Top 9 Risk Factors for IBD

Medically reviewed by: Gary H. Hoffman, MD

IBD, or Inflammatory Bowel Disease, can encompass a number of digestive problems, such as Crohn’s disease or ulcerative colitis. IBD can also cause health problems like diarrhea, abdominal cramps, rectal bleeding and fatigue. There is not necessarily one distinct cause for IBD, but there are a number of risk factors. Here are the top nine risk factors to be aware of in the development of IBD in Culver City.

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1. Age

Age seems to be a factor because a lot of people have an early onset of IBD. There are many patients with IBD that are around 50 or 60 years old, but a lot of young adults and even children are diagnosed with IBD as well. Most of the time the symptoms of IBD will start to manifest when people become young adults. There is not necessarily an environmental cause for IBD, but this does lead researchers to believe that genetics and family history are a factor.

2. Medication

It is known that certain medications can exacerbate the symptoms of IBD in some cases, but there is no medication that is known to cause the illness itself. It has been noted that drugs like accutane, ibuprofen, and certain oral contraceptives can increase the likelihood of IBD or worsen the symptoms in some cases.

3. Diet

Diet is not necessarily a determining factor, but it seems that people with high fat diets or diets that include a lot of animal proteins may be at a higher risk for developing IBD.

4. Location

Location seems to play a role in IBD because it has been shown that people in Western countries like the UK and US have higher rates of the illness whereas it is not nearly as common in Asian countries like China, Japan, and Korea. The location seems to contribute a complex number of risk factors involving the diet, pollution and smoke, but there is not one reason why it could cause IBD.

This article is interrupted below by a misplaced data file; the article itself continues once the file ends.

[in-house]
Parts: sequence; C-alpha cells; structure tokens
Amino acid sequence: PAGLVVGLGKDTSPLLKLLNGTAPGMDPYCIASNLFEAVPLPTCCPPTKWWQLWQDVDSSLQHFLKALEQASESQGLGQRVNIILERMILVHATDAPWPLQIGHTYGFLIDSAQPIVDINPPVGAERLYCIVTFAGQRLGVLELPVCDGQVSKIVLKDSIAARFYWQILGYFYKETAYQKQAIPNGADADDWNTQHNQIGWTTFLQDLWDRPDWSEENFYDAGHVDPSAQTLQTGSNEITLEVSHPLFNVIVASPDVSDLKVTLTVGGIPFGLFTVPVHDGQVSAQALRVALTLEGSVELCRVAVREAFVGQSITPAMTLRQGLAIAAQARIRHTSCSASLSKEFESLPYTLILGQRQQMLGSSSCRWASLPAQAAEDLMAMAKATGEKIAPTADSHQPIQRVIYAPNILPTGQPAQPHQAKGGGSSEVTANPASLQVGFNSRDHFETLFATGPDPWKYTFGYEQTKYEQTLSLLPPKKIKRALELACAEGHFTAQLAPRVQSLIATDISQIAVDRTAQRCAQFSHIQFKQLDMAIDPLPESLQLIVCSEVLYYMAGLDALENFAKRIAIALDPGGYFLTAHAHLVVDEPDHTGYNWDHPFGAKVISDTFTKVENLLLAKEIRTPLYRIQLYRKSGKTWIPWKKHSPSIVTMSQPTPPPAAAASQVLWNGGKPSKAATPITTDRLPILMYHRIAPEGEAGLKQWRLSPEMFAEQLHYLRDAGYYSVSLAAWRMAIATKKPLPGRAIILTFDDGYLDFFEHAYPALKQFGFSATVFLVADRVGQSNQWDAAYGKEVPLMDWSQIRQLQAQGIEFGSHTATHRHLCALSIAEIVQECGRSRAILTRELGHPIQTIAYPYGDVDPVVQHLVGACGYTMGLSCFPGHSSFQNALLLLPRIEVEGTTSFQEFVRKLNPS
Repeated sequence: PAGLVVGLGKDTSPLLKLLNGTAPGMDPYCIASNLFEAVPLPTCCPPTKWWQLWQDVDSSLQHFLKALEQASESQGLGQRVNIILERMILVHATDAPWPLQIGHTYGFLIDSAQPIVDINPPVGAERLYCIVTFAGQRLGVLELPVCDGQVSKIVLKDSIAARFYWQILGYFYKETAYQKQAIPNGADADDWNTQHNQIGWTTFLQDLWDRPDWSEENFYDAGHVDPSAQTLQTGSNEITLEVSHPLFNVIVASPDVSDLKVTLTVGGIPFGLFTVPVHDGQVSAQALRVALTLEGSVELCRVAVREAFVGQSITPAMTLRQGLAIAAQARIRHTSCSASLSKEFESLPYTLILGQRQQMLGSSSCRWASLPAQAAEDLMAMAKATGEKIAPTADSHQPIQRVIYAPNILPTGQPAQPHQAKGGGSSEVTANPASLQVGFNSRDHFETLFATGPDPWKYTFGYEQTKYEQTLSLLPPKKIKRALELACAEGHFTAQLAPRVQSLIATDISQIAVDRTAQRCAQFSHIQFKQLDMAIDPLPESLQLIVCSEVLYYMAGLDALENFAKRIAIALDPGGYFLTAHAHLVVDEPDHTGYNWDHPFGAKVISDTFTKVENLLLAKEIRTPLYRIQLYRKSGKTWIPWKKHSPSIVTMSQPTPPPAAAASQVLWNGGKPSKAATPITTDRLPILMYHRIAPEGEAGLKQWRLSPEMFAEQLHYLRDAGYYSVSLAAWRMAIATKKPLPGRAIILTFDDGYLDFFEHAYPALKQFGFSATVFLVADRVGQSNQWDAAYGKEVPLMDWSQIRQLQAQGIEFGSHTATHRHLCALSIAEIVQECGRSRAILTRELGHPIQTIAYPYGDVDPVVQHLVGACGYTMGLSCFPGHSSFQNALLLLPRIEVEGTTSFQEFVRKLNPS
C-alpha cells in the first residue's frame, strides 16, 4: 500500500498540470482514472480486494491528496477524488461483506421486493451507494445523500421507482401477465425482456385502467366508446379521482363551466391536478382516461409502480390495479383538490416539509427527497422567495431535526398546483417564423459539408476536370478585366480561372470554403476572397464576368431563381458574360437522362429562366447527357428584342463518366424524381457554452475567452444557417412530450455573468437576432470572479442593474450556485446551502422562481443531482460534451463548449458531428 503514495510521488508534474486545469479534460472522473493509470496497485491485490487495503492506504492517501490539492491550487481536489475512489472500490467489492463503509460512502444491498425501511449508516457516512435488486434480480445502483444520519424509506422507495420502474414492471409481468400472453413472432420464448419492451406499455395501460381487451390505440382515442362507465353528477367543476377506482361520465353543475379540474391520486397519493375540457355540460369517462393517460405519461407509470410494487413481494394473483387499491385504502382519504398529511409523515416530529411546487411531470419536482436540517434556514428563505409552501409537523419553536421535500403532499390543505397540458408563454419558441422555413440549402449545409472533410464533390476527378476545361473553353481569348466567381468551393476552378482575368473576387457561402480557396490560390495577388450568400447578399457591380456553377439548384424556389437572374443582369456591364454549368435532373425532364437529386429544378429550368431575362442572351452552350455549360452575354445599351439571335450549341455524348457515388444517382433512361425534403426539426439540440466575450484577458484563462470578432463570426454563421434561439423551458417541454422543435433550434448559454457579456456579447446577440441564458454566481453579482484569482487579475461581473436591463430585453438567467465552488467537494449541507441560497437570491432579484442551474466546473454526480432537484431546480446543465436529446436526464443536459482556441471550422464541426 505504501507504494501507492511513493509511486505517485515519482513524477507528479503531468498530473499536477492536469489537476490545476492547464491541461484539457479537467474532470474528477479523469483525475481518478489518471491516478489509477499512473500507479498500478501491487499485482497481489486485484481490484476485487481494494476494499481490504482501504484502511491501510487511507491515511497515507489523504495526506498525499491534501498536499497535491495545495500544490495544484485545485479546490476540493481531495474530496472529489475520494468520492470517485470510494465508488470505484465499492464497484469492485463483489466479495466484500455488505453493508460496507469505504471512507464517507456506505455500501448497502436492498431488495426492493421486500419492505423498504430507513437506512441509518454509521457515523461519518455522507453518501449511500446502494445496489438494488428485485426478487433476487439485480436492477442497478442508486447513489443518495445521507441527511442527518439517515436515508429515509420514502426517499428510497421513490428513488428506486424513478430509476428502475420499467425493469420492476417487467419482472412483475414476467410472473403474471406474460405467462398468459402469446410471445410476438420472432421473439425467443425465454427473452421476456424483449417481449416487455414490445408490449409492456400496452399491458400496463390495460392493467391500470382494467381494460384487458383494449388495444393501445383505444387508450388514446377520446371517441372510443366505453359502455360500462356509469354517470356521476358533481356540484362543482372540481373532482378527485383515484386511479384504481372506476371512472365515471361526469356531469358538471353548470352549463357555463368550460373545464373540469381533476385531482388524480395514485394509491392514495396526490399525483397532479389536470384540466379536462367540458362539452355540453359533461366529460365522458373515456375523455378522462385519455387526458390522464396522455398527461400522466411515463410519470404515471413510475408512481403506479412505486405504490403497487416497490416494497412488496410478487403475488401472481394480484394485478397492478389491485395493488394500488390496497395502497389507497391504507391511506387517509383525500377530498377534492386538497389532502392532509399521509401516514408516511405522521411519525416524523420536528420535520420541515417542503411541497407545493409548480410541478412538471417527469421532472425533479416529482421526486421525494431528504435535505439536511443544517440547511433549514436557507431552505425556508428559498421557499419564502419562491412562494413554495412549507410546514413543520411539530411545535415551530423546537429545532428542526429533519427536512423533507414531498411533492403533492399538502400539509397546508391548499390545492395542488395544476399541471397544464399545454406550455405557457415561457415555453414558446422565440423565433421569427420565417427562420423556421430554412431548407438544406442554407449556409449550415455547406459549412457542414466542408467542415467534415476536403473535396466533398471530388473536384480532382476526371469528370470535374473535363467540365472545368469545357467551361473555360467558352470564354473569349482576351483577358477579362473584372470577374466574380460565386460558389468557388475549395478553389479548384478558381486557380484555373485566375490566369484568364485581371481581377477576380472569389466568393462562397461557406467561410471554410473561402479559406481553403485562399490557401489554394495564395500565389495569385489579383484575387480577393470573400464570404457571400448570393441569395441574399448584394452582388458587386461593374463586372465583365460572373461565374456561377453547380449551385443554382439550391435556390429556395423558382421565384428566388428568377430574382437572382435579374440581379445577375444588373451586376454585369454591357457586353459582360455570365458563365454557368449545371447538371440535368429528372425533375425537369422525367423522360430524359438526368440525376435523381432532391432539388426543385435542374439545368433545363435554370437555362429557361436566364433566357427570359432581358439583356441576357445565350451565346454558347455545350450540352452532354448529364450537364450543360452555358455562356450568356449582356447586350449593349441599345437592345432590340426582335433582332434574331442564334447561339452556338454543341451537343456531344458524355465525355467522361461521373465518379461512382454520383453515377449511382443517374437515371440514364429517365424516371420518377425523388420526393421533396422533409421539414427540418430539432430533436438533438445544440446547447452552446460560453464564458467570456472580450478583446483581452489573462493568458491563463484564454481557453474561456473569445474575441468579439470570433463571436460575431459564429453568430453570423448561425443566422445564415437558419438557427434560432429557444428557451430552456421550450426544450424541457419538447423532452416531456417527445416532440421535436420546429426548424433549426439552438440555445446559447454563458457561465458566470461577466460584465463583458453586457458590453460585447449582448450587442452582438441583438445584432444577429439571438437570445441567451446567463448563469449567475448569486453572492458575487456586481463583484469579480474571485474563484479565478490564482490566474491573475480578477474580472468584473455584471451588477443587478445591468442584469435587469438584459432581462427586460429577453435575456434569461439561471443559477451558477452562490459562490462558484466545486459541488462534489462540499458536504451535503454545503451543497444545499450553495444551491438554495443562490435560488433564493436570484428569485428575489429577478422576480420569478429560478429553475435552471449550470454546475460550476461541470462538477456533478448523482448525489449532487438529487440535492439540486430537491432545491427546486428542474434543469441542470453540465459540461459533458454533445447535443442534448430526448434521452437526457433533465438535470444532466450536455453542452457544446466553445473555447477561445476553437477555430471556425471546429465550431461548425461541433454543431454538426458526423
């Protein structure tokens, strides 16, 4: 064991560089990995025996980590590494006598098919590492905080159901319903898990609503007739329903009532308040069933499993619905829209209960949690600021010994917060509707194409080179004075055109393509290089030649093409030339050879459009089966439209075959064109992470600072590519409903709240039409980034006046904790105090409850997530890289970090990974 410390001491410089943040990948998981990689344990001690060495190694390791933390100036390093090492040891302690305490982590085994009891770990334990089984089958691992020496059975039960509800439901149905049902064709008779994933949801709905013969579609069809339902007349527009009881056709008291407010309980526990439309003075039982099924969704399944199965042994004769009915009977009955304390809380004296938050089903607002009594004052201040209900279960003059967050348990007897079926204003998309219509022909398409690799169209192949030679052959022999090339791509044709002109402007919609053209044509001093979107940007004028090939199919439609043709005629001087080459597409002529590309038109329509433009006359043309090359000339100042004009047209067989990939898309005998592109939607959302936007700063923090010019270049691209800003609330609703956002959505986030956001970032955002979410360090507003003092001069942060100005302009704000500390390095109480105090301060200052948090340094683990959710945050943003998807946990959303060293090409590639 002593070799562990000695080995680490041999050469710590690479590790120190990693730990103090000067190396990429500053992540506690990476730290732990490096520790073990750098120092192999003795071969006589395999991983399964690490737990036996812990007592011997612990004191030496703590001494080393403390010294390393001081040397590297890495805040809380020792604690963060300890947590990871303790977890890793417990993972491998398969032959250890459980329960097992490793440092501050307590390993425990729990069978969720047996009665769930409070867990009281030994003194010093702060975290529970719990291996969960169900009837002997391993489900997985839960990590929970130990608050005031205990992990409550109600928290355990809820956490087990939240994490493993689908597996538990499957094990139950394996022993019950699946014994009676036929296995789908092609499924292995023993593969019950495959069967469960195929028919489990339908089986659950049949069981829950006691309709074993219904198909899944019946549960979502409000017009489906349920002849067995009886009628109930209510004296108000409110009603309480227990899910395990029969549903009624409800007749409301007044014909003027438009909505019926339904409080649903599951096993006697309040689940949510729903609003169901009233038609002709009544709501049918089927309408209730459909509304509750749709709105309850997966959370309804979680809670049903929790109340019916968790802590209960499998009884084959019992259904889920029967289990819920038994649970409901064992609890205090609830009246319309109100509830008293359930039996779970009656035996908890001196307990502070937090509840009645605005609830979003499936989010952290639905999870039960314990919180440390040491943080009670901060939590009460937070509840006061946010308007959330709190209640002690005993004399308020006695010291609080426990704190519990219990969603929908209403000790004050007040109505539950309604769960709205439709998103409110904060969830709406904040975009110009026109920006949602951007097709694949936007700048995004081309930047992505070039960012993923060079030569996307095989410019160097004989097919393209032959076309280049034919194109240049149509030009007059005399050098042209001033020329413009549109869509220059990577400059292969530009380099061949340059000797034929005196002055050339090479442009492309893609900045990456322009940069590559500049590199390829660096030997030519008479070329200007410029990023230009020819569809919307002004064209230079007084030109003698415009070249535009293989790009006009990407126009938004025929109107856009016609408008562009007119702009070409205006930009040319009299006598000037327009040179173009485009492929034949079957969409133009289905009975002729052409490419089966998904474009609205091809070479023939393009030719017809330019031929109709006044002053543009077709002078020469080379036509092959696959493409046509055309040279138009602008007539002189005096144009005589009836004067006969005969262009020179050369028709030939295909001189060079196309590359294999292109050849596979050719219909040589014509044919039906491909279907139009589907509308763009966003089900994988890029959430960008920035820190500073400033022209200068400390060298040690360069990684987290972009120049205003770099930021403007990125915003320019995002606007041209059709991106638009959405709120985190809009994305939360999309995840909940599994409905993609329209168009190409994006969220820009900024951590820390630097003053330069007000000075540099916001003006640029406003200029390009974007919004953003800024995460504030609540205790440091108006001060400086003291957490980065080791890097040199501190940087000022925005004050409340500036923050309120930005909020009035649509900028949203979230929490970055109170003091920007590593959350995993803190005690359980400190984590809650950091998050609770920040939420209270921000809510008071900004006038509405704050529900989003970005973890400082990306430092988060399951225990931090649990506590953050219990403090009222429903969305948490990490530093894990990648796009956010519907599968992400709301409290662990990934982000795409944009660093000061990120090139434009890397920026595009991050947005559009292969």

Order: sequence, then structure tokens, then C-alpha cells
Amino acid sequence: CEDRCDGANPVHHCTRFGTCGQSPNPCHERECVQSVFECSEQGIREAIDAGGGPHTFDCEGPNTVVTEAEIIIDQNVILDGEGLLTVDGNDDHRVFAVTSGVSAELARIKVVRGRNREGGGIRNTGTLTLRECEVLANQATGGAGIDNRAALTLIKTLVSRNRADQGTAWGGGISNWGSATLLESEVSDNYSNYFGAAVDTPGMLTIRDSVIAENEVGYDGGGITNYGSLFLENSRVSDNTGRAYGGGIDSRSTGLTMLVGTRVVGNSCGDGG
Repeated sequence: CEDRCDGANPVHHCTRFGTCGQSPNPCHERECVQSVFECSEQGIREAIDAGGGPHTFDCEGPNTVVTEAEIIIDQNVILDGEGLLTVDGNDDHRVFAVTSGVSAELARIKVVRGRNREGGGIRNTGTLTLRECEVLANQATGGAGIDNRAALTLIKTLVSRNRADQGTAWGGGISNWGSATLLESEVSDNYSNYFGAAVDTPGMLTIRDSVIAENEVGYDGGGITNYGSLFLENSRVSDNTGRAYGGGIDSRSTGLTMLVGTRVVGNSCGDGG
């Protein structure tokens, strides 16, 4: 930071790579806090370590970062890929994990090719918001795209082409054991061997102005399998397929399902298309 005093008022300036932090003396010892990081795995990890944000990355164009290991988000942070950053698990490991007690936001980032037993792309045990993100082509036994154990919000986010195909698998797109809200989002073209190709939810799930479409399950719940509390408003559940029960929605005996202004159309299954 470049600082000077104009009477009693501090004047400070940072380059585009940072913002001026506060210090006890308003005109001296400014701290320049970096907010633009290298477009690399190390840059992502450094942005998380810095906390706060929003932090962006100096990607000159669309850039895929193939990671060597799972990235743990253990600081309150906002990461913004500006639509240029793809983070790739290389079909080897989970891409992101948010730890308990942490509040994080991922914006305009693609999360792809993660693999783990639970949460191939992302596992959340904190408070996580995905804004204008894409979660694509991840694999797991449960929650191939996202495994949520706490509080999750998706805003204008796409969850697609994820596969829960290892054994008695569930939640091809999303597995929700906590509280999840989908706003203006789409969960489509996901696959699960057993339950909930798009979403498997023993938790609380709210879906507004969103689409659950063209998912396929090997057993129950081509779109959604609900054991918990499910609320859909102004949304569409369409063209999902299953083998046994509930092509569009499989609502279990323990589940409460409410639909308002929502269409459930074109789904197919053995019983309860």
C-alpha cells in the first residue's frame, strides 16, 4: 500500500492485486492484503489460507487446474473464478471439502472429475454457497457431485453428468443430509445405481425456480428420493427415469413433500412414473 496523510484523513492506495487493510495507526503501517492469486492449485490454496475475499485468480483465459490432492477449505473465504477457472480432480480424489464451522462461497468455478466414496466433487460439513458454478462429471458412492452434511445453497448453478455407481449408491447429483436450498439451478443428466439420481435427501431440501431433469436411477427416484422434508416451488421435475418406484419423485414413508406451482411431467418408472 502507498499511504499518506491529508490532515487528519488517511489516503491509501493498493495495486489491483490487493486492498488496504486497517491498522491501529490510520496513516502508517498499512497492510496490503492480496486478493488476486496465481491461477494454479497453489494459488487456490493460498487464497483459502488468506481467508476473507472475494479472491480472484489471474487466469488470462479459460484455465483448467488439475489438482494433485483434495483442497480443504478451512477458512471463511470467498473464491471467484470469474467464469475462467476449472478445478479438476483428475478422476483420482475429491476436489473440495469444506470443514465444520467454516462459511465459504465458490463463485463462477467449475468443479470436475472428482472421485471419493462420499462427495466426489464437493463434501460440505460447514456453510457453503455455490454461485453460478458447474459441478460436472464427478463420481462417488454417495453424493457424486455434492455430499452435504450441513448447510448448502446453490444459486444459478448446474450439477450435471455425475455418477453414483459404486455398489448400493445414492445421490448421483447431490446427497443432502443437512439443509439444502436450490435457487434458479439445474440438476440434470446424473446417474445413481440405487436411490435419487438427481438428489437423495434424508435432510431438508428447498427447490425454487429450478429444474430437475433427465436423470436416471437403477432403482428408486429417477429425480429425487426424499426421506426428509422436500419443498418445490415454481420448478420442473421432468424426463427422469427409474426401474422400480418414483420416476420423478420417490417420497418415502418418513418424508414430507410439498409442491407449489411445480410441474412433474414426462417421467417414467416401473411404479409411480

5. Family History

Family history plays a significant role in IBD because there are roughly 30 genes associated with the illness. The mere presence of the genes does not necessarily mean that a person will have IBD because environmental factors also play a large role in triggering the onset of IBD.

6. Ethnicity

Researchers have noticed that people of European descent seem to have a higher rate of IBD than other ethnicities. It also seems that certain symptoms can be more prevalent in certain racial groups than others.

7. Appendectomy

It has been noticed that people who have had an appendectomy seem to be at a lower risk for Crohn’s disease and ulcerative colitis due to changes in immune function after the operation. They have only noticed benefits in people that had the surgery before they began to manifest IBD symptoms, so it will not help to get the surgery once you have been diagnosed.

8. Bacteria

The presence of certain bacteria in the colon could help contribute to IBD. Bacteria are a natural part of the colon and most of the bacteria promote a healthy digestive system, but the harmful bacteria can cause problems.

9. Smoking

It is already known that smoking can cause a number of health problems, but it can actually aggravate these types of digestive problems too. People with Crohn’s disease are encouraged to stop smoking immediately because smoking can intensify the symptoms and prolong the illness.

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